The plaintiffs provided nine examples within the ordinance where significant terms were not defined or were unclear. It was argued that the standard as to what will cause the issuance of a rental certificate is a subjective standard contained only in the minds of the Commissioner and his inspectors and such standard will most likely vary from one inspector to the next.
This argument also focused on the fact that the ordinance allows for the DNS Commissioner to draft rules or regulations which have not been made a part of the ordinance. This means that the Commissioner could change the rules at any time and without providing owners prior notice of the changes. The rules and regulations are not required to be made publicly available since they are not contained in the ordinance itself.
Disclaimer: I was unable to attend the entire ruling of the court on this issue as I needed to get across town to give a seminar at the AASEW Tradeshow. However, I was present for the first part of the court’s ruling on this issue and I spoke with people in attendence at the hearing later in the day with regard to the remainder of the court’s ruling.
The court felt that the plaintiffs’ 1st argument (vagueness) and its 2nd argument (fatal flaws) were very similar and contained much overlap. As such, the court applied the same analysis as it did on the vagueness claim and ruled that the plaintiffs did not meet their burden of proof.
The court also addressed the plaintiffs’ argument that the ordinance does not provide landlords with sufficient notice becasue it refers to standards that are not incorporated into the ordinance itself, which allows DNS to add these standards at a later date and/or change them over time etc. The court ruled that regulations can legally be added to an ordinance at a later date and are not required to be included in the wording of the ordinance itself. The court pointed out that it is often the case that administrative rules are created to interpret statutes and ordinances at the federal, state and local levels, and therefore this subset of the plaintiffs’ argument is moot.
3. Failure to provide impartial review
Under the ordinance as written if a landlord does not agree with the decision rendered by the city inspector, the landlord can appeal that decision to the Commissioner of DNS — the employer of the inspector that made the initial decision. The plaintiffs argued that any ordinance that allows a boss to review the decision of his employee (to deny a landlord a rental certificate) cannot be impartial. The plaintiffs argued that Wisconsin Statutes Sec. 68.11(2) requires that all municipalities provide an “impartial decision-maker . . . who did not participate in making or reviewing the initial determination” to preside over any review. While the RRI ordinance does eventaully allow an impartial review by the Standards and Appeals Board at a later point in the procees, the plaintiffs argued that the requirement that the initial decision first be reviewed by the commissioner, will delay a review by an impartial body by almost a month at a minimum.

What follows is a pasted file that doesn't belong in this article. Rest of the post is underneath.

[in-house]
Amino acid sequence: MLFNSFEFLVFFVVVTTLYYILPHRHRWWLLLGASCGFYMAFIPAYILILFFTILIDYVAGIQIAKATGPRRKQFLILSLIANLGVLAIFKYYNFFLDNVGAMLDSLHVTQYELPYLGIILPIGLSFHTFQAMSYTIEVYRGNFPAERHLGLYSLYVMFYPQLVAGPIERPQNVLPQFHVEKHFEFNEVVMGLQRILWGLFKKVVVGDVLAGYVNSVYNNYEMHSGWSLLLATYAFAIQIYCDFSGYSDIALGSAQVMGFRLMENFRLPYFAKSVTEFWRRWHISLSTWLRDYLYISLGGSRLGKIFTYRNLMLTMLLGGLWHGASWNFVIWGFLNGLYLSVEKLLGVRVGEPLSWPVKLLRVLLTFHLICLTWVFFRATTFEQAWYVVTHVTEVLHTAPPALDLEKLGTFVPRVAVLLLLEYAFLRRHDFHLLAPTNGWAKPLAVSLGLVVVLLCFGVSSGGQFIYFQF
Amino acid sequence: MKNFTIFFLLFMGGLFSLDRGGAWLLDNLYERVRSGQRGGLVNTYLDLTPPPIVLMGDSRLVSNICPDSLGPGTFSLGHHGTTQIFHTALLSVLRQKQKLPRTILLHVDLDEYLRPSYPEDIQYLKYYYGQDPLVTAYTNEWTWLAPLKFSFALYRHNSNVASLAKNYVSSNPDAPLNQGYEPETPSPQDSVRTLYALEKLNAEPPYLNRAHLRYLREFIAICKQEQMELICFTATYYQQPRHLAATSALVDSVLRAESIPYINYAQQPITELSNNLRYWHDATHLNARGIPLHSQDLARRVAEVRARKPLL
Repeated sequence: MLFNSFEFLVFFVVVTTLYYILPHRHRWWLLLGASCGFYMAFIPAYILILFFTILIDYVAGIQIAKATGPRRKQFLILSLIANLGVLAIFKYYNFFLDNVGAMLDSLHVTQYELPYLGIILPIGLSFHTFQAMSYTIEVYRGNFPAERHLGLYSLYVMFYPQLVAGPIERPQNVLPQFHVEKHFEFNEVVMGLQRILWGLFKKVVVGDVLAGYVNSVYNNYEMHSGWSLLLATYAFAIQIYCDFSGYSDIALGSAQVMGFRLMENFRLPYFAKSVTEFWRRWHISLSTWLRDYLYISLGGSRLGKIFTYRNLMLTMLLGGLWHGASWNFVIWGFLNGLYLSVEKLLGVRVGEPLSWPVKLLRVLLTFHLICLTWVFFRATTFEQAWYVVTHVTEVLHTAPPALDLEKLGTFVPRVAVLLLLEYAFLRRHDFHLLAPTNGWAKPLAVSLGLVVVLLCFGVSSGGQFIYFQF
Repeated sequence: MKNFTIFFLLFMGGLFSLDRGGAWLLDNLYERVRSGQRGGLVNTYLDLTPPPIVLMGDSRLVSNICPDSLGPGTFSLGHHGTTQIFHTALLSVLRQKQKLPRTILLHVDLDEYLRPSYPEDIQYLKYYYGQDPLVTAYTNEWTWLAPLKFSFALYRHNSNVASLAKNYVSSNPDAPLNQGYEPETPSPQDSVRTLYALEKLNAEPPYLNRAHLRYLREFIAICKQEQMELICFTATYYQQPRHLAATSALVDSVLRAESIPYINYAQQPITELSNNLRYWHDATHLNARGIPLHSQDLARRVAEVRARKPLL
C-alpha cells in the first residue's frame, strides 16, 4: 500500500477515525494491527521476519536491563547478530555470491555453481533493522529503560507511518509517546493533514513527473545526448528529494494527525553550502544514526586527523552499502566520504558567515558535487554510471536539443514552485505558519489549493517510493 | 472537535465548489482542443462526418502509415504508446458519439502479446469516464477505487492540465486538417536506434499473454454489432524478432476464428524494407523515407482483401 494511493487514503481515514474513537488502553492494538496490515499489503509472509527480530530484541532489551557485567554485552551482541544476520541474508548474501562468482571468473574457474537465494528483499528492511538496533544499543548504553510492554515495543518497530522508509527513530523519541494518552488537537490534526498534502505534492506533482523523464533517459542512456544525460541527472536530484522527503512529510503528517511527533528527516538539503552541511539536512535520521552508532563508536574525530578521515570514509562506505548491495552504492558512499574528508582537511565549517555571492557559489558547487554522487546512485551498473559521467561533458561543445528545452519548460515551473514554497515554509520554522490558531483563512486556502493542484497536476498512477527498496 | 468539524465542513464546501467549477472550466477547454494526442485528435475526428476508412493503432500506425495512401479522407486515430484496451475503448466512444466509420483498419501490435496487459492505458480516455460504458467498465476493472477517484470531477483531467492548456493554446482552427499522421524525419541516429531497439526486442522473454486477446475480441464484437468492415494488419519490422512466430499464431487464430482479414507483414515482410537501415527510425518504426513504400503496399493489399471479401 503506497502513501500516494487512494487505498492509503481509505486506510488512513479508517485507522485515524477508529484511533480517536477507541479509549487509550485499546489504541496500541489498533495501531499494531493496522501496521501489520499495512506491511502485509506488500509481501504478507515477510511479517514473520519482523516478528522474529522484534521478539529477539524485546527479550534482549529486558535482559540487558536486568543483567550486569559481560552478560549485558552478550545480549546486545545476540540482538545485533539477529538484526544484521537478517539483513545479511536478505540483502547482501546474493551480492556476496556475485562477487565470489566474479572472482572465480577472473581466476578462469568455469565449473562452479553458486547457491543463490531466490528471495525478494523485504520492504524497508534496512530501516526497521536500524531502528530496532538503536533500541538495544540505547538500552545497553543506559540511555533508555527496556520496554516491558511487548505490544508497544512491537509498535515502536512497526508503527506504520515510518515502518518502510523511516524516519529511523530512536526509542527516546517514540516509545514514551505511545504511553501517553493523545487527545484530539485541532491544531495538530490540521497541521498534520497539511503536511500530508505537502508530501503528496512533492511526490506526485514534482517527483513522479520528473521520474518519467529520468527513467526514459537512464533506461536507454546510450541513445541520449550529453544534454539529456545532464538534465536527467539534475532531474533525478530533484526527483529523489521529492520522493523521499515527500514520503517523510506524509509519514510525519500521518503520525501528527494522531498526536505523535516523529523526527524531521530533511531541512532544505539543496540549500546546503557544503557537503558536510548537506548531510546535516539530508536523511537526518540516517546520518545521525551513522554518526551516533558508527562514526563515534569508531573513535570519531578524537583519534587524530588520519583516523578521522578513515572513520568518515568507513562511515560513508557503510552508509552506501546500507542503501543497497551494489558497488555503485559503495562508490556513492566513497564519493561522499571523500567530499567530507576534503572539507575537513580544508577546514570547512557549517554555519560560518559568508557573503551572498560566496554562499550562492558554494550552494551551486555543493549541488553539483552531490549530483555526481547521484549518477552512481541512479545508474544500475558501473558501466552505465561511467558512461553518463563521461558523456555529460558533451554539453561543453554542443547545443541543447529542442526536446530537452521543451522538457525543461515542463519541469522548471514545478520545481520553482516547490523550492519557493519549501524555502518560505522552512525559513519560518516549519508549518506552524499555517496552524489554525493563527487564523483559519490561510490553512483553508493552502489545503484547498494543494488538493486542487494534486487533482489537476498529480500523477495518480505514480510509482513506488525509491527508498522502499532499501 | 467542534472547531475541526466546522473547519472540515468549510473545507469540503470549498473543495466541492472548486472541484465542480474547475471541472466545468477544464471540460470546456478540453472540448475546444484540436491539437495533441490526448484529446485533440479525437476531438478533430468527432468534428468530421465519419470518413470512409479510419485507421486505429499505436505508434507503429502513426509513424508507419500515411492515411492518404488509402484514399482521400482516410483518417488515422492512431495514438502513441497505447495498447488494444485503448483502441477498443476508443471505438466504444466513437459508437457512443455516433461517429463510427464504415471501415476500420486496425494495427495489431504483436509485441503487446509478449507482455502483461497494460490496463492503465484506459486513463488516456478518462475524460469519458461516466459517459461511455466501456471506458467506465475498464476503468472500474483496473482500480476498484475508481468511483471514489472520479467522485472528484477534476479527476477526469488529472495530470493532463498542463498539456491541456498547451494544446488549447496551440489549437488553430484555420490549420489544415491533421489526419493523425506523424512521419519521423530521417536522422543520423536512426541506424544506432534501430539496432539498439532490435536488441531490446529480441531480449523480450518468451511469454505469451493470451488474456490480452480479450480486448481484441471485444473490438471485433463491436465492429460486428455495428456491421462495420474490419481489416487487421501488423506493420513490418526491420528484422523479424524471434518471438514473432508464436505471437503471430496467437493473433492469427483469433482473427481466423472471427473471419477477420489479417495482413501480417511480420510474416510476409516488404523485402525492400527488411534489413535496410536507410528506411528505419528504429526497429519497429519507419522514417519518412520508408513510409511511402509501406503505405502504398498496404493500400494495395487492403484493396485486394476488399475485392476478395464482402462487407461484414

The court stated that the ordinance did provide for an impartial review of the building inspector’s decision by the Standards and Appeals Board and that the requirement that the Commissioner be allowed to review the initial decision, before it could be appealed to Standards and Appeal Board, added no appreciable delay.
4. Interference with a landlord’s constitutional right to contract with a tenant
The plaintiffs argued the denial of a rental certificate would interfere with the landlords rental agreement with his/her tenant. According to the ordinance, if a landlord does not obtain a rental certificate then s/he cannot continue to rent out the unit — thus implying that the tenant must vacate or if the tenant refuses to do so, be evicted. First, the plaintiffs argued that the city does not have the authority to remove a tenant from a rental unit which is denied a rental certificate. The city does not own the property and therefore is not legally allowed to bring an eviction action against the tenant. Second, the plaintiffs argued that while a landlord has the right to bring an eviction action against his/her tenant generally, said eviction must be predicated upon a breach of the rental agreement by the tenant (unless it is a month to month tenancy). It was argued that, under a scenario where a rental unit that is inhabited by a tenant is denied a rental certificate, and the tenant has done nothing wrong, a landlord has no legal basis to evict the tenant, and to require a landlord to evict his tenant under such circumstances is an interference with the landlord and tenant’s contractual agreement.
The city argued, and the court seemed to tacitly agree, that if a rental certificate is not issued for a specific unit, that the landlord has in effect breached the rental agreement because the landlord is in violation of a city ordinance. Such a violation of a city ordinance, and brach of the lease, renders the rental agreement void and could thus be the basis for an eviction.
NOTE: I will have to devote another post to my analysis of this aspect of the ruling because I promise you this will be a huge problem in eviction court should this ever get pushed that far.